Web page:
Seaton is packed for annual Power Show

Staff Writer
Aledo Times Record
The featured tractor at the Seaton Power Show is a 1920 Titan 10-20 owned by Bill Crawford.

The square of Seaton was packed with visitors on Saturday for the Seaton Power Show on Saturday, June 23.

Thirty-three people brought close to 50 tractors that were exhibited during the day.  Several of those participated in the 12-mile Seaton tractor ride along Bluff Road over to Belmont  Church and back to Seaton past the Ewing round barn. The trip took one hour.

The two big fund-raisers of the day for the community organizations were both successful. A SPARKS member noted that they sold out of breakfast items that morning. The firemen sold out of about 130 pork chops they cooked for a lunch meal that day.

"We had a really good lineup of tractors," said Ronn Dillavou who organizes the show annually. "We've got a good selection of different brands. We vary from 40-50 tractors every year We try to stay at 50."

1920 Titan

The featured tractor of the show was a 1920 Titan 10-20 owned by Bill Crawford. Crawford noted, "I was buying this tractor a year ago today in Hamilton. "I was bidding against a Belgian online who bought 15 tractors and had them shipped overseas. I knew it was a really good low hour tractor that had not been used much.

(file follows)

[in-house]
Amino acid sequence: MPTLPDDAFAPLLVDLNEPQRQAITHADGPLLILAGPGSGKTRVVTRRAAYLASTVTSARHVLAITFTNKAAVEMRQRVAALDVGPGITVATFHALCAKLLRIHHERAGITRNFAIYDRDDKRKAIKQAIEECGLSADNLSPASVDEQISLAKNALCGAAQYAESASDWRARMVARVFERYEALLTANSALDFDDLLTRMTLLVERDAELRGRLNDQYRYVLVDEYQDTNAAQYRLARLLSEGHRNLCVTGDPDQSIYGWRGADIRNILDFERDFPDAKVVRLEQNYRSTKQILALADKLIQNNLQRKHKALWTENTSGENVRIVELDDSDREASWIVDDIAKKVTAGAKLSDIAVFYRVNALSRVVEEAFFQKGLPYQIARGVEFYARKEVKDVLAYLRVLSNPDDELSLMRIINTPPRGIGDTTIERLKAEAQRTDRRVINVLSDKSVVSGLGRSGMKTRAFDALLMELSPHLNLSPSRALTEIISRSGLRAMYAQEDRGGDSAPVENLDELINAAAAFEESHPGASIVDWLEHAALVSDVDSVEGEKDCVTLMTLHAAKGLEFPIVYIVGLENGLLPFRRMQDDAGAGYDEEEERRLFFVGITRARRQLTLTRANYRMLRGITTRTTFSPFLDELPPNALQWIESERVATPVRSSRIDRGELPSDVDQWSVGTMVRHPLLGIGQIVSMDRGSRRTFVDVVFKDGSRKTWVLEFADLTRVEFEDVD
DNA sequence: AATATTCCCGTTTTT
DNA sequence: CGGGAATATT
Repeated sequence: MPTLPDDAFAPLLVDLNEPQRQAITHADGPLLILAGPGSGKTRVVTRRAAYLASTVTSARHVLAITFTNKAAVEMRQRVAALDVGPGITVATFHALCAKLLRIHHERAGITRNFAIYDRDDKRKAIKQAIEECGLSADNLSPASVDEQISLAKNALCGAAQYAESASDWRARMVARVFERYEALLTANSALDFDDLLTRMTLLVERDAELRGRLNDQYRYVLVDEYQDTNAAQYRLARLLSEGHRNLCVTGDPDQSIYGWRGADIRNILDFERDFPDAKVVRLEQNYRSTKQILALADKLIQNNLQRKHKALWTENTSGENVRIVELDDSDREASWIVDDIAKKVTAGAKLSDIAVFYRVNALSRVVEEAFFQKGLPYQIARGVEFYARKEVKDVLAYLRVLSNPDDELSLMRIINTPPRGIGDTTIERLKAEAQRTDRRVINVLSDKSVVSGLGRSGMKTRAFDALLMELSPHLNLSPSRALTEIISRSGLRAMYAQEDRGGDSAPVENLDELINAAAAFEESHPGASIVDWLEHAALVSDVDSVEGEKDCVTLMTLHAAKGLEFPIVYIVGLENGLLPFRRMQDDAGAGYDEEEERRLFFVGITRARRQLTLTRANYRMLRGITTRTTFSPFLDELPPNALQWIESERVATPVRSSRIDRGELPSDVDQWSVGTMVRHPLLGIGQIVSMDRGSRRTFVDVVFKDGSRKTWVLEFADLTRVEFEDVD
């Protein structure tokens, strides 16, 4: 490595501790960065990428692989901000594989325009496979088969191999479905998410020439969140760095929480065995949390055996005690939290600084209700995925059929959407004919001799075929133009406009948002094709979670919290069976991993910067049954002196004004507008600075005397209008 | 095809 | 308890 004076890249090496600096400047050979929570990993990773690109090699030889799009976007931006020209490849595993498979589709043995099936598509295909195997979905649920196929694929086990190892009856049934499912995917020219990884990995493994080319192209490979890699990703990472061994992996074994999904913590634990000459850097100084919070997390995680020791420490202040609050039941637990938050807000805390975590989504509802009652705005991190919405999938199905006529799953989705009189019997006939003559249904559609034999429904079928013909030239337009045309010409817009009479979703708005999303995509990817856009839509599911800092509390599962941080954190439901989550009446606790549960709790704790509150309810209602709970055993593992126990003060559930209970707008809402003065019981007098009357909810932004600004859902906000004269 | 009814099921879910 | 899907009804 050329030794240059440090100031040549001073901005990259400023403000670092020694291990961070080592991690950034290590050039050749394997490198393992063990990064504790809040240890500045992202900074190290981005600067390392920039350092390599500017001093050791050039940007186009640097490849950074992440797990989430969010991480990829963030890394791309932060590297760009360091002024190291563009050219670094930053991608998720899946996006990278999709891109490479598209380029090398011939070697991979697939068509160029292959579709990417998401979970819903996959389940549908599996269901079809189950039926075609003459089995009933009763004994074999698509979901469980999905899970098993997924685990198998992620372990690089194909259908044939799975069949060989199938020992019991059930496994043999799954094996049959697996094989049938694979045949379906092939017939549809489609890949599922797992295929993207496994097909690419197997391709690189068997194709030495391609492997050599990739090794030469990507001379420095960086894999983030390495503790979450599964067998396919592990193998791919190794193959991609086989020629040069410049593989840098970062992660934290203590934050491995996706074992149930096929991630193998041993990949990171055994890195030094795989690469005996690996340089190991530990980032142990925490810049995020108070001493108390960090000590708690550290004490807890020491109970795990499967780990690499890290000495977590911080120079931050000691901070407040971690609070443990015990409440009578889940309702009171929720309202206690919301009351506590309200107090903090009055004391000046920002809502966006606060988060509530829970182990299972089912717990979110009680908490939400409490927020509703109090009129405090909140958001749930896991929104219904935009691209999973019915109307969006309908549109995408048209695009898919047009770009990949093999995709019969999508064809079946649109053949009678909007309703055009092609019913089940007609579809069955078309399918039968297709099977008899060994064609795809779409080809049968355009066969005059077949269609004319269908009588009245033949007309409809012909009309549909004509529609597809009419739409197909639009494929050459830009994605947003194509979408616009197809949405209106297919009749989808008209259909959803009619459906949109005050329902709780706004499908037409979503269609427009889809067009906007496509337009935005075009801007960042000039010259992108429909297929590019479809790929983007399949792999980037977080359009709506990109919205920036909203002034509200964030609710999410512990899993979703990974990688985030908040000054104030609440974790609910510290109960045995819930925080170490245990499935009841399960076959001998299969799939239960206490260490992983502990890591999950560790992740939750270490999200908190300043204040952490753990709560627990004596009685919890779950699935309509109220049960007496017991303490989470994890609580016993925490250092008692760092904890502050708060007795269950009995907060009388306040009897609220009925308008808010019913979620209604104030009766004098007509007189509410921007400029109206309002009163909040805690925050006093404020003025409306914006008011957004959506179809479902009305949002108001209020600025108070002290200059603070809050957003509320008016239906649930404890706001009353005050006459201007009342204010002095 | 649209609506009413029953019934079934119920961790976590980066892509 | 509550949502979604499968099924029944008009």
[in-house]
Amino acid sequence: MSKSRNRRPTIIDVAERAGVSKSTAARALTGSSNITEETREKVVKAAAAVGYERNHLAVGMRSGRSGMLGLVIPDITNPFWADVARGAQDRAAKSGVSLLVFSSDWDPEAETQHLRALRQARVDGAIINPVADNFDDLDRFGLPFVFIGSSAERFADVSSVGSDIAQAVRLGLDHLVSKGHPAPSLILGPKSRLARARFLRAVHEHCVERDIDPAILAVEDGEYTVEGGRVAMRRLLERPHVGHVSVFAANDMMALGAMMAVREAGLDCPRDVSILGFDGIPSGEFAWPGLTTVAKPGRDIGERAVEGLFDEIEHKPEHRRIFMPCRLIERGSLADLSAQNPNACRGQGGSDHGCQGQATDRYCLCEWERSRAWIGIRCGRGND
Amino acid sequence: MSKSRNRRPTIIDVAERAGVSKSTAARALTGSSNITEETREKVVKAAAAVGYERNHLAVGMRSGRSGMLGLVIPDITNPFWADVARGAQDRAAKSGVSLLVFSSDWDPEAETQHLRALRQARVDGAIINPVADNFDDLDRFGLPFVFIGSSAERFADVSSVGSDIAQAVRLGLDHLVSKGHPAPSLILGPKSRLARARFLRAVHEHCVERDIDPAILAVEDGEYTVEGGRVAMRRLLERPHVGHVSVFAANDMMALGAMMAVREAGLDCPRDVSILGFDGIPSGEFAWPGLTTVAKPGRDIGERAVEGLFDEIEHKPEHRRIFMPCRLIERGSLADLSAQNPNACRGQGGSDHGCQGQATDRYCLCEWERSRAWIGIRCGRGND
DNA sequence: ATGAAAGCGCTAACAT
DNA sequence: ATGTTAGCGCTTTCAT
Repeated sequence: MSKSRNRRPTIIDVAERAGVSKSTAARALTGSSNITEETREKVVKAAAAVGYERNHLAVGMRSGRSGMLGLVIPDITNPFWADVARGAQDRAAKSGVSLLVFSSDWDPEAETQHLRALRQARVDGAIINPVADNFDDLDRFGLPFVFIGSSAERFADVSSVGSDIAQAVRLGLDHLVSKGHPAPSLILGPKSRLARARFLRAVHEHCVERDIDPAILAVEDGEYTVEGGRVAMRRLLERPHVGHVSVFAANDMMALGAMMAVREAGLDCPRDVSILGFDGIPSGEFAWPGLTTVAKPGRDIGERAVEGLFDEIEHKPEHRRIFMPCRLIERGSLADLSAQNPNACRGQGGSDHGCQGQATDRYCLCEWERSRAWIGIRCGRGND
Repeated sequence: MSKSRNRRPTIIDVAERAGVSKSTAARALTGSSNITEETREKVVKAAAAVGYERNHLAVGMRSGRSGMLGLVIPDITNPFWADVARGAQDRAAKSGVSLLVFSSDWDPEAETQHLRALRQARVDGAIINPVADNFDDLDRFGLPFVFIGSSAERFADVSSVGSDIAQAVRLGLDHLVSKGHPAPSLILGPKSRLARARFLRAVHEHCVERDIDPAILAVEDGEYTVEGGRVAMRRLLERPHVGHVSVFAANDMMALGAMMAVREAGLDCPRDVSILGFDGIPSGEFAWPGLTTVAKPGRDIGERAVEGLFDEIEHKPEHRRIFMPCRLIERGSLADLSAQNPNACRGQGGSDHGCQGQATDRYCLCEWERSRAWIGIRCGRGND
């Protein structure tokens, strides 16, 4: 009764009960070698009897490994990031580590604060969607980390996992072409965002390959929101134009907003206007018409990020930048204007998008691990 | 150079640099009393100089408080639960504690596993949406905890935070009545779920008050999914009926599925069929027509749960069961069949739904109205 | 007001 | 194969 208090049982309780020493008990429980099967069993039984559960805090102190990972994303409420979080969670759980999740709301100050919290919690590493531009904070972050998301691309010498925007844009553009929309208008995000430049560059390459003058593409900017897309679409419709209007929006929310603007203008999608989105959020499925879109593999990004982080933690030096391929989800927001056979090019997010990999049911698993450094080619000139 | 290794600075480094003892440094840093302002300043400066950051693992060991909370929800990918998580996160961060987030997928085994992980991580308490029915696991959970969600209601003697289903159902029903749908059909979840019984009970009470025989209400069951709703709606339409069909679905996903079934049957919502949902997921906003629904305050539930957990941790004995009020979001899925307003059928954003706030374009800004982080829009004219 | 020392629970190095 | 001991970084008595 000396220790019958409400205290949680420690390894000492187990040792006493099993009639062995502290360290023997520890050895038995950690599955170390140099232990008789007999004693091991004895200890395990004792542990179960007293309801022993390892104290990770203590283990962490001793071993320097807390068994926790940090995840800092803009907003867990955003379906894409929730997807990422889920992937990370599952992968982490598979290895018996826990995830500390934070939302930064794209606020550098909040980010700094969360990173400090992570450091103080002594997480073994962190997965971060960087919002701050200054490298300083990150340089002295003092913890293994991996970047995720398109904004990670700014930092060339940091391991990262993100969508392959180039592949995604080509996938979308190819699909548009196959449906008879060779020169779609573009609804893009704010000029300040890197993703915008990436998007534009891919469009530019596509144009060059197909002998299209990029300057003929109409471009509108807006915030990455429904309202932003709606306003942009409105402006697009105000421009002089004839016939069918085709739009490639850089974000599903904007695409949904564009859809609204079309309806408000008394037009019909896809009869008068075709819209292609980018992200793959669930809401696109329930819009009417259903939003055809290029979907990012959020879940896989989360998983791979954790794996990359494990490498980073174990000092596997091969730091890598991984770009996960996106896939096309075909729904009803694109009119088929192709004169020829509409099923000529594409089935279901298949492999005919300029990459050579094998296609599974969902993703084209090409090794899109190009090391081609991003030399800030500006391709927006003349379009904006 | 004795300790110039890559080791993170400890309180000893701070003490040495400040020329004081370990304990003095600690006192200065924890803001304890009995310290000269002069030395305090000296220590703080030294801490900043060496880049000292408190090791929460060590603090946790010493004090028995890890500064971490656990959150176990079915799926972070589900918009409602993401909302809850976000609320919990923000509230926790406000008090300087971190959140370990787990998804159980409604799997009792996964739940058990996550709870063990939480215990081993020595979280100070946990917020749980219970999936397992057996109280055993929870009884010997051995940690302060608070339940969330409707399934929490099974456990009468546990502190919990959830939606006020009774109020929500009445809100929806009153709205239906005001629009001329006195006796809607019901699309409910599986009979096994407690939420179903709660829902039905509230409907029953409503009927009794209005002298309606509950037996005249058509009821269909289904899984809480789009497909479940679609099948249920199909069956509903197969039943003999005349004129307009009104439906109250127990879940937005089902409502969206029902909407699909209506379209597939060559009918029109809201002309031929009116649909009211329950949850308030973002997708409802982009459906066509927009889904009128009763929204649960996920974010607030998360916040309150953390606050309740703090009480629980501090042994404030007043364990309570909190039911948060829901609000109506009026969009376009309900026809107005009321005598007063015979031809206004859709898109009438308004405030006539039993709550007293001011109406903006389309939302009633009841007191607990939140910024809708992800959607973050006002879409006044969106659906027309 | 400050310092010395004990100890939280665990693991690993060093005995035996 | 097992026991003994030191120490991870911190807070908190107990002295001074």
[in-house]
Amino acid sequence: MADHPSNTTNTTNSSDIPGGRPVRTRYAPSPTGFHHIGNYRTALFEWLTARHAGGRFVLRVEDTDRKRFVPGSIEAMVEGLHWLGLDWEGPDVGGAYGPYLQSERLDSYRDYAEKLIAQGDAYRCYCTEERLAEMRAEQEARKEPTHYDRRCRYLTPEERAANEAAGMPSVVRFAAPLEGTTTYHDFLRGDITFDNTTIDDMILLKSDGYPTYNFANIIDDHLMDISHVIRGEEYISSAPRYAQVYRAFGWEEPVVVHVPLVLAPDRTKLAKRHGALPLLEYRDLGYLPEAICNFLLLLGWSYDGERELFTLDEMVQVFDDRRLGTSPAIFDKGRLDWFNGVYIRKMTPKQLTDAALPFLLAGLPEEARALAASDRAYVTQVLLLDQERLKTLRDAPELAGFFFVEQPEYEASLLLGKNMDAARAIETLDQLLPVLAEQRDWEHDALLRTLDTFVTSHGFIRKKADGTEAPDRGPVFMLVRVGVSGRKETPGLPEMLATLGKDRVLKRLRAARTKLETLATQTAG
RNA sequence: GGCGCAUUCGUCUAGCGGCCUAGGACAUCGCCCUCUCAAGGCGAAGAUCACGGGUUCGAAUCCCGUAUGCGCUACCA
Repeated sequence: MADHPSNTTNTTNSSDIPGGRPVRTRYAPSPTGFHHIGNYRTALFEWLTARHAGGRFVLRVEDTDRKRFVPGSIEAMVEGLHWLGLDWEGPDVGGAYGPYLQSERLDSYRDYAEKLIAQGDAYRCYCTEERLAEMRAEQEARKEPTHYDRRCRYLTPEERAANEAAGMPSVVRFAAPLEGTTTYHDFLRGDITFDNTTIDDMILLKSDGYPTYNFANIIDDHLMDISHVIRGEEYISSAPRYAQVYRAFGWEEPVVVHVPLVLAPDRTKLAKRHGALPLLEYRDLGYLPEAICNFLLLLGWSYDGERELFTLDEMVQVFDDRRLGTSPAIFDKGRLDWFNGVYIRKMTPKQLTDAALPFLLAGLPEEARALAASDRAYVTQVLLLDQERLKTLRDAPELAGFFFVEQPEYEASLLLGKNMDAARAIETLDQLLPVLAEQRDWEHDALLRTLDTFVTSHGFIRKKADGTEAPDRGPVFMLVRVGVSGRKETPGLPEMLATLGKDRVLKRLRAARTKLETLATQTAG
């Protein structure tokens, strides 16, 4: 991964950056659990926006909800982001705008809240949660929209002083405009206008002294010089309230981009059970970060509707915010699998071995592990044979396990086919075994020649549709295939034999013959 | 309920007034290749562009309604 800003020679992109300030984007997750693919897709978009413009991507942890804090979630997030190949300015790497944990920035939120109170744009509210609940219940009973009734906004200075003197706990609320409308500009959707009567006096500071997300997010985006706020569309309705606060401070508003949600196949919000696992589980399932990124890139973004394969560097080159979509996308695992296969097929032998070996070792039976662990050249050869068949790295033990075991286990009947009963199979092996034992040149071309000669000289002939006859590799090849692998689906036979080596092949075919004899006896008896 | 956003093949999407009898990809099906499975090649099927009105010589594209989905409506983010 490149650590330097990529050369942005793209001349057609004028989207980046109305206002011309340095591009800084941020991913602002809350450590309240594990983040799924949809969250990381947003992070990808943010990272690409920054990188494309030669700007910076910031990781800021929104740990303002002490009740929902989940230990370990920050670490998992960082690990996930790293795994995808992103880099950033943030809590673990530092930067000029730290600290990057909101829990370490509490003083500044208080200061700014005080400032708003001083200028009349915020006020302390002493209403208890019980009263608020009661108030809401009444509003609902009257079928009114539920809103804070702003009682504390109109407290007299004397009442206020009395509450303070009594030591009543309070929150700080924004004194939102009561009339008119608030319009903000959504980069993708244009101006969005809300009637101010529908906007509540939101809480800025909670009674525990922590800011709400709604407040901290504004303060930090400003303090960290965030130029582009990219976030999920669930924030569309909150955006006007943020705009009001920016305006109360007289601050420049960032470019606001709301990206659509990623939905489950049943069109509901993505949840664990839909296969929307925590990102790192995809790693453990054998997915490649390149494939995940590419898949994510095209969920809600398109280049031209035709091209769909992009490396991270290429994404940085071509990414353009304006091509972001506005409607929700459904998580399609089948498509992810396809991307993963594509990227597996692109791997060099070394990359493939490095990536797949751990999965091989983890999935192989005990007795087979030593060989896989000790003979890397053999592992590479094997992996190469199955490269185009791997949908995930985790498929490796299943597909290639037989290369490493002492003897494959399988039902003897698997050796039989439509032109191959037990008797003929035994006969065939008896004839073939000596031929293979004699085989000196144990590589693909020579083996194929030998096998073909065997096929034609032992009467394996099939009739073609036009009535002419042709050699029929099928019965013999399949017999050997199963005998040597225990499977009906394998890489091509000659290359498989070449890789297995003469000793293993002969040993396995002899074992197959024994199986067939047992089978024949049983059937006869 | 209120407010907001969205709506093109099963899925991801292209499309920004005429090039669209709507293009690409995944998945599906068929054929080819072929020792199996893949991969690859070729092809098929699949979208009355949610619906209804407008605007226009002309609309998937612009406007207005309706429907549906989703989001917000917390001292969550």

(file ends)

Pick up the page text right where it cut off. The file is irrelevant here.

The Titan originally ran on kerosene but Crawford now now runs it on gasoline. "Most early tractors ran on gasoline," said Crawford. "It was made for plowing, discing, small threshing or running a sawmill. It was used for belt work."

Crawford grew up around International Harvester equipment. "I've always wanted a Titan 10-20. By 1940 they were obsolete. Of the 80,000 built only 100 in the United States are still running. There are only 1,000 in the world running."

Crawford and his father own more than 300 International tractors together. "I know guys with a lot more," said Crawford. "I've bought them in California, New York, Wyoming -- all over. People find them for me. I've got a friend in Galesburg who is hard on my checkbook."

Orange John Deere

When you think of John Deere orange isn't the color that comes to mind. But John Smet of Viola brought an orange 1942 John Deere LI to the Seaton Power Show.

"It was made on Feb. 15, 1942," said Smet. "It went to Vinton, Iowa to work on the highways. It was state owned and painted orange at the factory. It was made extra low and wide to help keep it from tipping over. There were only 2,000 made and only 200 were painted orange."

Smet said the tractor was painted green when he found it in 1991 on 35th Street in Moline. The tractor still has the serial number on it so John Deere was able to look up the history of the vehicle for him. Smet said he still uses the tractor to pull a hayrack ride.

Smet is no stranger to old vehicles. He towed the tractor to Seaton behind his Model A. Ford truck he has owned for the past 43 years.

"i like to put the grandkids in the rumble seat," he said.